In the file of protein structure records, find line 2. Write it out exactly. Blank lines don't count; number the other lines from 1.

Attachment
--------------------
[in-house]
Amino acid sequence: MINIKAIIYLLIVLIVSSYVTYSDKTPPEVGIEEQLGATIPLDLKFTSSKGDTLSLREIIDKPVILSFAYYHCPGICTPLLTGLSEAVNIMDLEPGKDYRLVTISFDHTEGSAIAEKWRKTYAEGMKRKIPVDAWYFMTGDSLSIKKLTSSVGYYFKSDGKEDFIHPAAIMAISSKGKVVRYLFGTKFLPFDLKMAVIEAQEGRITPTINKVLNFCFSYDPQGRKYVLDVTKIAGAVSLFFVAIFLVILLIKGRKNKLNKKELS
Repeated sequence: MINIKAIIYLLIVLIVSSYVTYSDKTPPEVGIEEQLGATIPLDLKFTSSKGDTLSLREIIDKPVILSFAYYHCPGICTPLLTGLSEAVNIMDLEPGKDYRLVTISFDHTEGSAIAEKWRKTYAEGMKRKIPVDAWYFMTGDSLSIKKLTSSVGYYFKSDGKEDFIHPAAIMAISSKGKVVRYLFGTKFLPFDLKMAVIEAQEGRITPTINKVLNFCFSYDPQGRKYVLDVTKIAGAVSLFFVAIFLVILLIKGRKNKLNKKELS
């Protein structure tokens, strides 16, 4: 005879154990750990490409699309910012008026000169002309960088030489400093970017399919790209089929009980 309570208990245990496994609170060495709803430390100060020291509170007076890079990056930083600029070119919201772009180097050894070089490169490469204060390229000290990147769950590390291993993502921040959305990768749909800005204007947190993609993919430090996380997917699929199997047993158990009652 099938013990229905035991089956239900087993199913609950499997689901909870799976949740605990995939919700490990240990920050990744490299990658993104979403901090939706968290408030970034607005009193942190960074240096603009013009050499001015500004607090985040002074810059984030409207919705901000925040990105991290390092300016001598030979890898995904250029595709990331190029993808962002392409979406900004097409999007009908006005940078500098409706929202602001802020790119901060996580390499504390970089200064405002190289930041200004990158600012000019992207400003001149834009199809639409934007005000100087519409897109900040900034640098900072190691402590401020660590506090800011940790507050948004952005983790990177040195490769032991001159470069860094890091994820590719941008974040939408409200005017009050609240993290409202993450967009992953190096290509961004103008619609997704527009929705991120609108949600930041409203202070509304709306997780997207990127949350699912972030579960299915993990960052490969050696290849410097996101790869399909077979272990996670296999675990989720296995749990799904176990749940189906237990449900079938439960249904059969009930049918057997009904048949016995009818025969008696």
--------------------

Amino acid sequence: MINIKAIIYLLIVLIVSSYVTYSDKTPPEVGIEEQLGATIPLDLKFTSSKGDTLSLREIIDKPVILSFAYYHCPGICTPLLTGLSEAVNIMDLEPGKDYRLVTISFDHTEGSAIAEKWRKTYAEGMKRKIPVDAWYFMTGDSLSIKKLTSSVGYYFKSDGKEDFIHPAAIMAISSKGKVVRYLFGTKFLPFDLKMAVIEAQEGRITPTINKVLNFCFSYDPQGRKYVLDVTKIAGAVSLFFVAIFLVILLIKGRKNKLNKKELS